Eiko Aizawa, the younger of the Aizawa sisters.
She’s easily annoyed at Squid Girl, she’s something of a tomboy, and she’s not good at studying. Eiko is in high school when she’s not managing the cafe.
In some episodes, she does bond with Squid Girl over video games.
Chizuru Aizawa, the older Aizawa sister.
She frightens Squid Girl. She’s typically a quiet, kind girl, but when there’s trouble — which is often the case whenever Squid Girl’s around — she shows a lot of physical strength and intimidating attitude.
Much like Brock from Pokemon, Chizuru’s eyes are seldom seen. Apparently, this is due to poor eyesight. We actually do see her eyes a few times, and it generally means that she’s angry or threatening someone.
Takeru Aizawa, the younger brother.
He likes to play with Squid Girl. Mentally, he seems to be about the same age as her, although he calls her “nee-chan” or “big sister.”
Sanae, a girl with a huge crush on Squid Girl.
She stalks her. Squid Girl is generally annoyed by her. Her obsession with “Ika-chan” has led her to doing some weird things, such as dressing up as a shrimp.
Nagisa, a girl who works at the Lemon Beach House.
She’s frightened of Squid Girl. She sees Squid Girl as a legitimate threat to Earth. She’s pretty much the only person on Earth who feels this way.
Squid Girl is happy to know that anybody is frightened of her, and takes advantage of this as often as possible.
Goro, the local lifeguard. He has a crush on Chizuru.
Squid Girl sees him as an ally because he is a “guardian” of the sea. Of course, Goro is more interested in protecting people from the sea, rather than the other way around.
Cindy, an American researcher.
She is convinced that Squid Girl is an alien. She works with the “Three Stooges” of Harris, Clark and Martin.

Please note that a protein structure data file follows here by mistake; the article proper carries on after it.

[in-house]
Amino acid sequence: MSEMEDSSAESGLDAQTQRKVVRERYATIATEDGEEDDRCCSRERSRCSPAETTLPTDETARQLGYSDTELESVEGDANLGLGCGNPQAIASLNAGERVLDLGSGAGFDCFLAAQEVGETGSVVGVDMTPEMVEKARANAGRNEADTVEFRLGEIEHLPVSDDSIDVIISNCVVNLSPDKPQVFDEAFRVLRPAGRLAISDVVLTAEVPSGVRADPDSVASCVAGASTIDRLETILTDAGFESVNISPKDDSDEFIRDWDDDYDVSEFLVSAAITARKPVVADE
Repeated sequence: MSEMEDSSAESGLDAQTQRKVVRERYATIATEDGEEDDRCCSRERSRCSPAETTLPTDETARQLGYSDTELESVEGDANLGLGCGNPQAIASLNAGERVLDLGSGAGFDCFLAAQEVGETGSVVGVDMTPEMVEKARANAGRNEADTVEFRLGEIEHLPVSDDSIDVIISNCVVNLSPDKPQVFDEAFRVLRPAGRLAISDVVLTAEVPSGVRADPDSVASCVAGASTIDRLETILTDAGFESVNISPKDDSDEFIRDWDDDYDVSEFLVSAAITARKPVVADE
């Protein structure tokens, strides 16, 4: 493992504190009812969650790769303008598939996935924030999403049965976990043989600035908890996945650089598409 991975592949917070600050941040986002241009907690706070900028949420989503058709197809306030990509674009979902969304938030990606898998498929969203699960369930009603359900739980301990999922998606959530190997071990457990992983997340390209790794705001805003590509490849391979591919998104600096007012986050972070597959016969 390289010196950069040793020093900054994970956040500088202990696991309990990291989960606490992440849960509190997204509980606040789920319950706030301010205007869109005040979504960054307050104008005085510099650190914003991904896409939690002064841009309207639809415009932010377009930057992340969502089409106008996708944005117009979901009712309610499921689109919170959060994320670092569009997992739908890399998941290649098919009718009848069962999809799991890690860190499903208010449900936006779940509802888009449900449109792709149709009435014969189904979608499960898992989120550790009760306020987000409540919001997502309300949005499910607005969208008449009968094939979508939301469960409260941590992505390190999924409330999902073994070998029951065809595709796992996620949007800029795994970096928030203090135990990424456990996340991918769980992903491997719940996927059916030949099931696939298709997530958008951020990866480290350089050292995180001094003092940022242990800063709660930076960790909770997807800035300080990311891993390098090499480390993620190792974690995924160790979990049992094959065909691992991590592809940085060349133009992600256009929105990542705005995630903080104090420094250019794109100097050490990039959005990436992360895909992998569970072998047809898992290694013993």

In the episode where everyone studies English, she is the teacher — and she seems to temporarily forget that she knows Japanese. For that one episode, a different voice actress (Shelley Calene-Black, who did voices for many ADV Films productions) takes over the role, so she gets a much more natural-sounding English voice.
The Three Stooges are researchers.
They come up with many weird inventions which often backfire or are way over-the-top — their unbreakable video game system is literally too tough to play. When they fix a remote-controlled toy car, the end result is a flying car straight out of Back to the Future.
Harris bears more than a passing resemblance to Barack Obama. Incidentally, “Three Stooges” is an accurate translation; the real Three Stooges were also called “san baka.”
The Southern Winds beach cafe owner and his daughter, Ayumi.
The Southern Winds (Minamikaze) competes with Lemon Beach House. The manager tries to make his own version of Squid Girl, but his version ends up looking weird and creepy.
The manager’s daughter ends up wearing the Squid Girl costume, which features a large kigurumi mascot head. The girl is shy, so wearing the kigurumi helps.
History and Other Details
Squid Girl is otherwise known as The Squid Girl, Ika Musume or Shinryaku! Ika Musume. It started out as a manga by Masahiro Anbe.
The manga ran from July 2007 to February 2016. The anime first aired in December of 2010.
The first season consists of 12 episodes. The second season aired in 2011. There have also been several OVAs. The anime was originally licensed in North America by Media Blasters. In 2016, Sentai Filmworks took over.
Ika Musume is voiced by Hisako Kanemoto, who has gone on to voice Sailor Mercury in Sailor Moon Crystal, among others. Kanemoto also joins the band Ultra-Prism in singing the first opening theme song, Shinryaku no Susume.
In the English dub, Christine Marie Cabanos does the voice of Squid Girl. Cabanos has also voiced Azusa in K-On!, Madoka in Puella Magi Madoka Magica, Mako in Kill La Kill and several others.
The Nintendo game Splatoon had a crossover with Squid Girl. In the game, the main characters are Inklings, a type of squid-like humanoids. The characters have tentacle hair which vaguely resembles Squid Girl’s tentacles.
In 2015, Squid Girl gear was introduced in the game. The gear included Squid Girl’s iconic dress (called a tunic), her hat and shoes. The gear is more than just decorative; it comes with boosts to certain abilities.
The dress and shoes change color to match the player’s ink.
There actually is a Yuigahama beach which resembles the beach in the anime. The characters also ride the local Enoden streetcar when they visit Kamakura. Japan is full of trains, but the Enoden is unique for having street-running sections like a tram or trolley.
Squid Girl is available at Crunchyroll. There is also a five-disc Squid Girl Blu-ray available at Amazon and elsewhere. The 12-disc limited-edition Blu-ray premium box set includes both DVD collection and Blu-ray discs, a booklet, buttons, key chain, art card and lenticular (the picture “moves” when you tilt it) card.